OBJECTIVE - To evaluate the clinicopathological efficacy of neoadjuvant erlotinib (an epidermal growth factor receptor, EGFR, inhibitor) for invasive bladder cancer in patients undergoing radical cystectomy (RC) as despite definitive surgical therapy, only half of patients undergoing RC will have long-term disease-free survival, and effective adjunctive therapies, especially using agents with lower toxicity, would be a significant advance in the treatment of invasive bladder cancer.
PATIENTS AND METHODS - The primary endpoint of this phase II trial is to determine the effect of neoadjuvant erlotinib (150 mg once daily for 4 weeks) before RC on the pathological complete response rate (pT0 rate) in RC specimens. In addition, the safety of therapy with erlotinib was also evaluated. Patients selected for study included those with histologically confirmed muscle-invasive bladder cancer who had undergone initial transurethral resection.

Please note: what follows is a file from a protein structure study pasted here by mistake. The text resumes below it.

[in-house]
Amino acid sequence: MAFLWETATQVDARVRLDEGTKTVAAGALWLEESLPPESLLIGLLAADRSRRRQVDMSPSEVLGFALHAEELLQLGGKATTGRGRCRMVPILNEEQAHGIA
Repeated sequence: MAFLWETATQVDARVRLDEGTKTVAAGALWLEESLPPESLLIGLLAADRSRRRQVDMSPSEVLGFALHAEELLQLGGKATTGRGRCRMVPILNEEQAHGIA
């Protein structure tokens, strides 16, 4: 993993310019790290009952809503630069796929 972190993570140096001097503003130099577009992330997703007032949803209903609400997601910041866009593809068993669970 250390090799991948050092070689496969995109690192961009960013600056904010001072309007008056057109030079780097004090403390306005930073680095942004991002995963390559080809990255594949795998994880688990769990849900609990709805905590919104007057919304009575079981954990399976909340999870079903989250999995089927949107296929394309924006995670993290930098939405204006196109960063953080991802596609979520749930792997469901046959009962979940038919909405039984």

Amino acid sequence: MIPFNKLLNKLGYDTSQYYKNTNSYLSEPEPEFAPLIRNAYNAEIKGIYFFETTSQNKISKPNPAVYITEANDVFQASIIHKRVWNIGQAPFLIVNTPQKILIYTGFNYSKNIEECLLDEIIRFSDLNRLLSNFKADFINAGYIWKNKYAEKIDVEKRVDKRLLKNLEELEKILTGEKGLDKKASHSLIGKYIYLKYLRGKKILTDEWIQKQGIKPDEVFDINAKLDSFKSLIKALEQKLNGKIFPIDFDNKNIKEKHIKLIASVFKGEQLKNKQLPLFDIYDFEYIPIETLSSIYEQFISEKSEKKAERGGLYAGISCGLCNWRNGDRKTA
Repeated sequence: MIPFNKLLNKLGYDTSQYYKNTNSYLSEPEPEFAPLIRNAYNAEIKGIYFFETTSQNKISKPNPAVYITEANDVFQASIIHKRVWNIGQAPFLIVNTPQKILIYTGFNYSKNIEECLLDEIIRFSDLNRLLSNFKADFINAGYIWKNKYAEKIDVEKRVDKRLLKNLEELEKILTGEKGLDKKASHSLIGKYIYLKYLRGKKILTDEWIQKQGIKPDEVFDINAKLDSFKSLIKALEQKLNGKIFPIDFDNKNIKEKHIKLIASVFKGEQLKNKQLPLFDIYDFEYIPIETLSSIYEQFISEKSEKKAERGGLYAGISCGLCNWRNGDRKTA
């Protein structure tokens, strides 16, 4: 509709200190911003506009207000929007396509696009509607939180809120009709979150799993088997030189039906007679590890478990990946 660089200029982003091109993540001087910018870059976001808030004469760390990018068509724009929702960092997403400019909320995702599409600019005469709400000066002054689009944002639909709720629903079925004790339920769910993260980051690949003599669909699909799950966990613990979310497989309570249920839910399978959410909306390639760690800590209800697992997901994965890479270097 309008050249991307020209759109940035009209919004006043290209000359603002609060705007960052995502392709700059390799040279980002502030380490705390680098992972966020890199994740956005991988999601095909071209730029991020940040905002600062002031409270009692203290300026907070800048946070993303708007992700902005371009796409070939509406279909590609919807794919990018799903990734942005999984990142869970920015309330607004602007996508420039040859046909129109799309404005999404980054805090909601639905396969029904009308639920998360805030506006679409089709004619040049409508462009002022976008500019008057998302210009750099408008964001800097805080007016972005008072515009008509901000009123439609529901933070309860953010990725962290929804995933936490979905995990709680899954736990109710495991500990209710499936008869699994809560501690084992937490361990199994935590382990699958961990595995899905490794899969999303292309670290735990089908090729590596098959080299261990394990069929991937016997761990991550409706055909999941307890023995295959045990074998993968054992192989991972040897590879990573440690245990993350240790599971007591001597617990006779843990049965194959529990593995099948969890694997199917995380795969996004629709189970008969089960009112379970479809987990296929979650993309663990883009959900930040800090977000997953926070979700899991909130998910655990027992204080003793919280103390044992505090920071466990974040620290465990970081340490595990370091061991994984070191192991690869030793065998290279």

RESULTS - In all, 20 patients with clinical stage T2 disease had neoadjuvant erlotinib therapy followed by RC. On surgical pathology, five patients (25%) were pT0; in addition, seven (35%) were clinically down-staged (< or = pT1) and 15 (75%) had organ-confined disease at surgical pathology. At a mean follow-up of 24.8 months, 10 patients remain alive and with no evidence of disease, four with organ-confined disease had progression and nine died, including six from disease and three from other causes. Erlotinib was tolerated in all patients, with drug rash being the most common side-effect, in 15 patients (75%). Interestingly, all pT0 and pTis/T1 patients had a rash.
CONCLUSIONS - The EGFR inhibitor erlotinib, when administered in the neoadjuvant setting, can have beneficial effects in terms of surgical pathology and short-term clinical outcomes in patients undergoing RC for invasive bladder cancer. Analyses are underway to examine the molecular correlates of the apparent clinical effect of neoadjuvant therapy in these patients.